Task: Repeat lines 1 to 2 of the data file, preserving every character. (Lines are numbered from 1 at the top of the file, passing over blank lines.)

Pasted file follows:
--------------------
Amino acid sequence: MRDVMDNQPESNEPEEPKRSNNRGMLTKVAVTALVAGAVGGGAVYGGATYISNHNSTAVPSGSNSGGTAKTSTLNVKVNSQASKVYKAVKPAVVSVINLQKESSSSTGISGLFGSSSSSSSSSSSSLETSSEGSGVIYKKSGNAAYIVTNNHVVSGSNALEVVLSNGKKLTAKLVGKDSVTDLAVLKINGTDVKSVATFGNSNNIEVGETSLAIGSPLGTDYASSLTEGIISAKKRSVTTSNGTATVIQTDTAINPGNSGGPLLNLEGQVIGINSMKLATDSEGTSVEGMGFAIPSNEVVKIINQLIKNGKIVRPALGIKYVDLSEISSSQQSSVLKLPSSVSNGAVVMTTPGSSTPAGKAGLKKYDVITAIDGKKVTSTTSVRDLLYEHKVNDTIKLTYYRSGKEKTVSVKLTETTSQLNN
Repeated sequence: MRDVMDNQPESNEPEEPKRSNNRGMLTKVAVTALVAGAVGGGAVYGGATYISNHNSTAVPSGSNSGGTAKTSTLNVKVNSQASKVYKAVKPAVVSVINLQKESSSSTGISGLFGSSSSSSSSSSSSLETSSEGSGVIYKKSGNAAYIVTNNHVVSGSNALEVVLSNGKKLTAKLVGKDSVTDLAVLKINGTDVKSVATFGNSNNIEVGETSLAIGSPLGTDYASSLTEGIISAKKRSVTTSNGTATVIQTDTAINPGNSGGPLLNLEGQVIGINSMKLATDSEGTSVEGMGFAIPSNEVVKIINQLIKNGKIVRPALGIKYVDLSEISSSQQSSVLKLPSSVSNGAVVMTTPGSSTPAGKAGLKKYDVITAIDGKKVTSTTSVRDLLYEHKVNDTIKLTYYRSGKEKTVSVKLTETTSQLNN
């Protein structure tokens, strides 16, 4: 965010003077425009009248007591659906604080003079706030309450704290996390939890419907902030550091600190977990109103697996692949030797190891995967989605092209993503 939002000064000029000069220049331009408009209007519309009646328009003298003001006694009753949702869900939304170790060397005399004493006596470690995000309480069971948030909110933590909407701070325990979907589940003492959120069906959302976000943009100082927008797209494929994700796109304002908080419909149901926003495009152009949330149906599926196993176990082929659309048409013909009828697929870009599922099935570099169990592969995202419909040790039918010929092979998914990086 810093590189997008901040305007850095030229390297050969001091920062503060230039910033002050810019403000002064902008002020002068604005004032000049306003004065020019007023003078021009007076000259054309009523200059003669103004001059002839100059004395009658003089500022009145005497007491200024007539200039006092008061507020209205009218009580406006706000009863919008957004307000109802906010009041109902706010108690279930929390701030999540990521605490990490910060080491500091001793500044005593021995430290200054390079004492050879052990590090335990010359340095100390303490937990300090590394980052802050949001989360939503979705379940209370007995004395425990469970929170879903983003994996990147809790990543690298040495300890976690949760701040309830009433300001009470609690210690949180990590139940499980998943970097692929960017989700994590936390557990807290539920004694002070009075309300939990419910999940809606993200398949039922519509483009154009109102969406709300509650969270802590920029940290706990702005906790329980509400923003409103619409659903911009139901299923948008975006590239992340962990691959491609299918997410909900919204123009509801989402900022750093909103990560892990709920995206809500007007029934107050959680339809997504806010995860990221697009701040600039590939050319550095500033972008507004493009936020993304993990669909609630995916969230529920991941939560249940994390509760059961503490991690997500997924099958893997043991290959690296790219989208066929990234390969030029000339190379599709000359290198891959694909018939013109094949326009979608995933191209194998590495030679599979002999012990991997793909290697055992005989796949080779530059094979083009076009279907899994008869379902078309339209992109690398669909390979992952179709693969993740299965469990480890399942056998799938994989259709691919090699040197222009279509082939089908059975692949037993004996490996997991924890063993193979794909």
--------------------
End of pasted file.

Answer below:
Amino acid sequence: MRDVMDNQPESNEPEEPKRSNNRGMLTKVAVTALVAGAVGGGAVYGGATYISNHNSTAVPSGSNSGGTAKTSTLNVKVNSQASKVYKAVKPAVVSVINLQKESSSSTGISGLFGSSSSSSSSSSSSLETSSEGSGVIYKKSGNAAYIVTNNHVVSGSNALEVVLSNGKKLTAKLVGKDSVTDLAVLKINGTDVKSVATFGNSNNIEVGETSLAIGSPLGTDYASSLTEGIISAKKRSVTTSNGTATVIQTDTAINPGNSGGPLLNLEGQVIGINSMKLATDSEGTSVEGMGFAIPSNEVVKIINQLIKNGKIVRPALGIKYVDLSEISSSQQSSVLKLPSSVSNGAVVMTTPGSSTPAGKAGLKKYDVITAIDGKKVTSTTSVRDLLYEHKVNDTIKLTYYRSGKEKTVSVKLTETTSQLNN
Repeated sequence: MRDVMDNQPESNEPEEPKRSNNRGMLTKVAVTALVAGAVGGGAVYGGATYISNHNSTAVPSGSNSGGTAKTSTLNVKVNSQASKVYKAVKPAVVSVINLQKESSSSTGISGLFGSSSSSSSSSSSSLETSSEGSGVIYKKSGNAAYIVTNNHVVSGSNALEVVLSNGKKLTAKLVGKDSVTDLAVLKINGTDVKSVATFGNSNNIEVGETSLAIGSPLGTDYASSLTEGIISAKKRSVTTSNGTATVIQTDTAINPGNSGGPLLNLEGQVIGINSMKLATDSEGTSVEGMGFAIPSNEVVKIINQLIKNGKIVRPALGIKYVDLSEISSSQQSSVLKLPSSVSNGAVVMTTPGSSTPAGKAGLKKYDVITAIDGKKVTSTTSVRDLLYEHKVNDTIKLTYYRSGKEKTVSVKLTETTSQLNN